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Month: April 2018

April 28, 2018

Weekly litigation update — April 28, 2018

Markle Interests' brief filed with High Court in Weyerhaeuser v. U.S. Fish & Wildlife Service This week we filed our merits brief in the Supreme Court supporting the landowers in Weyerhaeuser Co. v. United States Fish & Wildlife Service. Earlier this year, the Court granted review and we expect to hear soon from the Court ...

April 27, 2018

San Francisco Discriminates Against Property Owners – Again

The City of San Francisco has openly discriminated against property owners to remove rights that are protected by the U.S. and California Constitutions as well as rights that are protected by California state law. Our clients have the right to take these claims to federal court where a neutral, qualified judge can hear them. ...

April 26, 2018

New report shows the conservation benefits of regulating endangered and threatened species differently

This week, the Property and Environment Research Center (PERC) published The Road to Recovery: How restoring the Endangered Species Act's two-step process can prevent extinction and promote recovery. In that report, I explain how returning to Congress’ original design for the Endangered Species Act—according to which the statute’s ...

April 26, 2018

SCOTUS avoids the administrative elephant in the room

Earlier this week, the US Supreme Court issued its decision in Oil States Energy Services, LLC v. Greene's Energy Group, LLC, upholding by a 7-2 margin the inter partes review process used by the Patent Trial and Appeal Board to invalidate already-issued patent claims. At issue was whether this process must be heard by an ...

April 26, 2018

Post script on California home school bill showdown: Orwell channels James Madison

Many thanks to PLF colleague Tim Snowball for his expert and tireless coverage of yesterday’s hearing in the California Assembly Education Committee, on Riverside Assemblyman Jose Medina’s bill to subject home school families to state inspection of their homes and state review of their curriculum. Much has been made, and rightly so, of ...

April 26, 2018

Seattle clings to oppressive first-in-time rule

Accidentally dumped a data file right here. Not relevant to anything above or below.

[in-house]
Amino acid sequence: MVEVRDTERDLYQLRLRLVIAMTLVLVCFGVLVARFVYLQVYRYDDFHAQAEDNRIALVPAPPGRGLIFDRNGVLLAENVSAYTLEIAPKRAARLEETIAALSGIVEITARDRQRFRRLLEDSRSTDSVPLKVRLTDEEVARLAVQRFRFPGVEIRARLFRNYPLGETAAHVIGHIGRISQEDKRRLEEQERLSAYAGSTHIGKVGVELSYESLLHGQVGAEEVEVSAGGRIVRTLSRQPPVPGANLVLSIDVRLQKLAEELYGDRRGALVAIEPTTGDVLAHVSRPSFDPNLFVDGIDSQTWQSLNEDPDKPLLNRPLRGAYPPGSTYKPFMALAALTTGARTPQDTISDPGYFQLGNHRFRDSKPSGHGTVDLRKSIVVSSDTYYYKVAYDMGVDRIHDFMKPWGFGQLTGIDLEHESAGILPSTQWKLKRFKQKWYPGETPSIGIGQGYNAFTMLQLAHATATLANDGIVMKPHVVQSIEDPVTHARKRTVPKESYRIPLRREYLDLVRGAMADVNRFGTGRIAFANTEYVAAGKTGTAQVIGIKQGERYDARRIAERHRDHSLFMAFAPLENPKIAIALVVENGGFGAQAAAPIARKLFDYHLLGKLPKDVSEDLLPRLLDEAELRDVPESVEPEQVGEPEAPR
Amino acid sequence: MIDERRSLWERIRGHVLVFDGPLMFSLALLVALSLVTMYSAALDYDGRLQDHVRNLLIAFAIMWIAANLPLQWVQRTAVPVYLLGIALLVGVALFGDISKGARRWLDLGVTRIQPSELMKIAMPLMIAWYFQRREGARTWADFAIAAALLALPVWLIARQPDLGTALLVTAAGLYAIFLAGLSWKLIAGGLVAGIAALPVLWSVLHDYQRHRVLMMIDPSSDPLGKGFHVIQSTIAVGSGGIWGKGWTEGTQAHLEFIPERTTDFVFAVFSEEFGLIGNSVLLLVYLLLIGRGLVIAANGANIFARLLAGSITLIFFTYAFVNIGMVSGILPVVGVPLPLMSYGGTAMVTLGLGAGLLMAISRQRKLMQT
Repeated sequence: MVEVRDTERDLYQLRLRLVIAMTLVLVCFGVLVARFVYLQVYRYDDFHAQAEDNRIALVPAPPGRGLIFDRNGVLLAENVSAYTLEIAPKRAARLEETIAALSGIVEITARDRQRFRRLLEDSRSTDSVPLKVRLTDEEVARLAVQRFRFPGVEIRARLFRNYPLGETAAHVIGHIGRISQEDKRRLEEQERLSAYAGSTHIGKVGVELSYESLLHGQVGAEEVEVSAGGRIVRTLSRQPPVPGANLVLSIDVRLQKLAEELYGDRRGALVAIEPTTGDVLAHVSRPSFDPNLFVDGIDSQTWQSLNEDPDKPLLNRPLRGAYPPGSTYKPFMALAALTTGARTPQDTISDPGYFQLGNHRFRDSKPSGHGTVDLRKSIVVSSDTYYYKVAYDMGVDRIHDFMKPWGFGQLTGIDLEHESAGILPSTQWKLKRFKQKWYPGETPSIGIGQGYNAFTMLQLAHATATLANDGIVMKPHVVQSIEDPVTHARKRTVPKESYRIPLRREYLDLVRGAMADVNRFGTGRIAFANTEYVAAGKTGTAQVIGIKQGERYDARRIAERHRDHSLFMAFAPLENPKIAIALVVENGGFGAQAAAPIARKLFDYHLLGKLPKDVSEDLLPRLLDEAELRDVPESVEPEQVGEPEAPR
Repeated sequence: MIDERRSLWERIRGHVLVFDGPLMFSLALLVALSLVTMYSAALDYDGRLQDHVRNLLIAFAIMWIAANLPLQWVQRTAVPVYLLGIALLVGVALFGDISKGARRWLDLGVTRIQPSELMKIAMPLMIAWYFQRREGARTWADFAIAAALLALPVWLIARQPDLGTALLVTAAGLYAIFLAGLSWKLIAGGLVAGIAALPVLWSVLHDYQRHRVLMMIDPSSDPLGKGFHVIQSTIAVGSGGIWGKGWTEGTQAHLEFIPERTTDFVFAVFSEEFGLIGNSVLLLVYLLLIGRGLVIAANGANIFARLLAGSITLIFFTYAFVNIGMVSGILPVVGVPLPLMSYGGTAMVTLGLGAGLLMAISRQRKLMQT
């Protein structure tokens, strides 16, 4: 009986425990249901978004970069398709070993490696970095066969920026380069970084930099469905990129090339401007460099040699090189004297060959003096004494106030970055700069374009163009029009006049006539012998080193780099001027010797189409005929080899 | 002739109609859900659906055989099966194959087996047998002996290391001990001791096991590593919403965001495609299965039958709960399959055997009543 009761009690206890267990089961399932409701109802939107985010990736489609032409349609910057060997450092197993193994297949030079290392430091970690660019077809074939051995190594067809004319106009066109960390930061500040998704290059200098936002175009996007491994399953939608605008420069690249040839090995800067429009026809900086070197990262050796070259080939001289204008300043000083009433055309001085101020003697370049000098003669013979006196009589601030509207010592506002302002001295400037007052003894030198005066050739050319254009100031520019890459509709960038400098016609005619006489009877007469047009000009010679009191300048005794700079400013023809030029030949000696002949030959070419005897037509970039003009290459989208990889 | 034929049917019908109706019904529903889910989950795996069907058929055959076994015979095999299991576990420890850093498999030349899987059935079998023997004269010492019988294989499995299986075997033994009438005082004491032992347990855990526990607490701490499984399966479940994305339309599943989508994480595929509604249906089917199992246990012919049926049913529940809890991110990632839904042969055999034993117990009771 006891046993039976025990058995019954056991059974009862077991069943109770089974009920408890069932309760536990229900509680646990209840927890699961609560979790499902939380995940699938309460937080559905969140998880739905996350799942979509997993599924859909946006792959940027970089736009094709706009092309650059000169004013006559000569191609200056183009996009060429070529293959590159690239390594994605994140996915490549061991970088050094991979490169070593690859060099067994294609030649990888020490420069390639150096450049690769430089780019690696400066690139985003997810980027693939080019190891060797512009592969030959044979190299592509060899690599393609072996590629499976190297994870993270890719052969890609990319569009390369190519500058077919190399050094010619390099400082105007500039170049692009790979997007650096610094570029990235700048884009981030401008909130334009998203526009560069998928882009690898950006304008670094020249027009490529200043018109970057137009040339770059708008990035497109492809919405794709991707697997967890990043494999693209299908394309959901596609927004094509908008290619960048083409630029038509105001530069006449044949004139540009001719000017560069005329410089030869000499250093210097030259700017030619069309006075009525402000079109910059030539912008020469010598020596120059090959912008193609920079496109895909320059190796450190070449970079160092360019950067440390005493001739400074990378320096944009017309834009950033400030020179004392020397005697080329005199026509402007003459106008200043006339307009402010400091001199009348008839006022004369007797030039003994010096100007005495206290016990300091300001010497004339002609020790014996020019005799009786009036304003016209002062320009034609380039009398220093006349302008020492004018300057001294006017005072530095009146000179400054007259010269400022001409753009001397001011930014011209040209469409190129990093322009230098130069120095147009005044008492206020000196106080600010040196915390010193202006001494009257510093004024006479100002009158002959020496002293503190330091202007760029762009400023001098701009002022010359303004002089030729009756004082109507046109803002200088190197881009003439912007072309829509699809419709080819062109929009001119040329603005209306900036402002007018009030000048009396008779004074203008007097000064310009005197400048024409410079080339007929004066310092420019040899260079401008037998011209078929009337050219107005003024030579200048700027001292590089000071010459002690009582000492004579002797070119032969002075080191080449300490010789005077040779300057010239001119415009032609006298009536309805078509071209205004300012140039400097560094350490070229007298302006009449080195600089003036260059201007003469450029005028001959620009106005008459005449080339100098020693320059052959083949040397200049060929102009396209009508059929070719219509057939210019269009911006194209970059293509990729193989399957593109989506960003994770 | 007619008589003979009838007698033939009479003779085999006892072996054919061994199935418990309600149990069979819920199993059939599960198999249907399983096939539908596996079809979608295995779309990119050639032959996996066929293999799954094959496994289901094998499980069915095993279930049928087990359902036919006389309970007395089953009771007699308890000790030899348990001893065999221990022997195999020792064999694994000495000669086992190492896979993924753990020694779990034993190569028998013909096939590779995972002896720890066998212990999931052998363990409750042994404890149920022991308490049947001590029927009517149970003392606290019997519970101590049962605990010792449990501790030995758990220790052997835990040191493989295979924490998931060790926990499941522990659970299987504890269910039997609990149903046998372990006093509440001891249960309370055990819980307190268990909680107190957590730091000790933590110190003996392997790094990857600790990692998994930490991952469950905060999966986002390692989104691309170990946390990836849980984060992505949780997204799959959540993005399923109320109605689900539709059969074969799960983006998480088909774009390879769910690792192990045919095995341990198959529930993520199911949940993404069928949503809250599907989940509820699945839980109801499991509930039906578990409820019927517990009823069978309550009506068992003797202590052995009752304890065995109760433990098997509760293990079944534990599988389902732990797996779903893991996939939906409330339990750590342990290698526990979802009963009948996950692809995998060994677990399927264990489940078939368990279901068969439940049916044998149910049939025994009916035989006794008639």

Today, Seattle appealed PLF’s victory in our first-in-time case. The first-in-time rule stripped landlords of the right to choose their tenants. Under the rule, a landlord had to offer a rental unit to the first guy to walk in the door with an adequate application, reducing careful discretion to a roll of the die. PLF ...

April 25, 2018

California homeschoolers to Education Committee: “Leave our children’s education alone!”

This afternoon, the California Assembly Committee on Education met to discuss Assembly Bill 2756. Originally, AB 2756 would have required the compilation and dissemination of separate lists of all private schools with six or more students and five or fewer students in California, and would have required the inspection of all included schools for c ...

April 25, 2018

PLF files merits brief in Weyerhaeuser v. US Fish & Wildlife Service

This week Pacific Legal Foundation filed its merits brief supporting the petitioner, Weyerhaeuser Company, in Supreme Court Case No. 17-71, Weyerhaeuser Co. v. United States Fish & Wildlife Service. Earlier this year the Court granted certiorari; we expect to hear soon from the Clerk of Court when oral argument will occur. In this case, we ...

April 23, 2018

The Hill: Focus on legal questions, not politics, in Supreme Court travel ban case

Published in The Hill April 23, 2018. Last week, Supreme Court Justice Neil Gorsuch joined his four Democrat-appointed colleagues to declare unconstitutional an immigrant-deportation law defended by the Trump administration. Media accounts portrayed the event as a setback for President Trump, since immigration enforcement was one of his signatur ...

April 21, 2018

Weekly litigation report — April 21, 2018

Florida turns a deaf ear to economic liberty Today we filed this complaint in Taylor v. Pohill, which challenges Florida's outdated licensing requirements for sellers of hearing aids.  Our client, Dan Taylor, gave up his license after 30 years, because the state's regulations were made for older models, not the updated, technologically sophisticat ...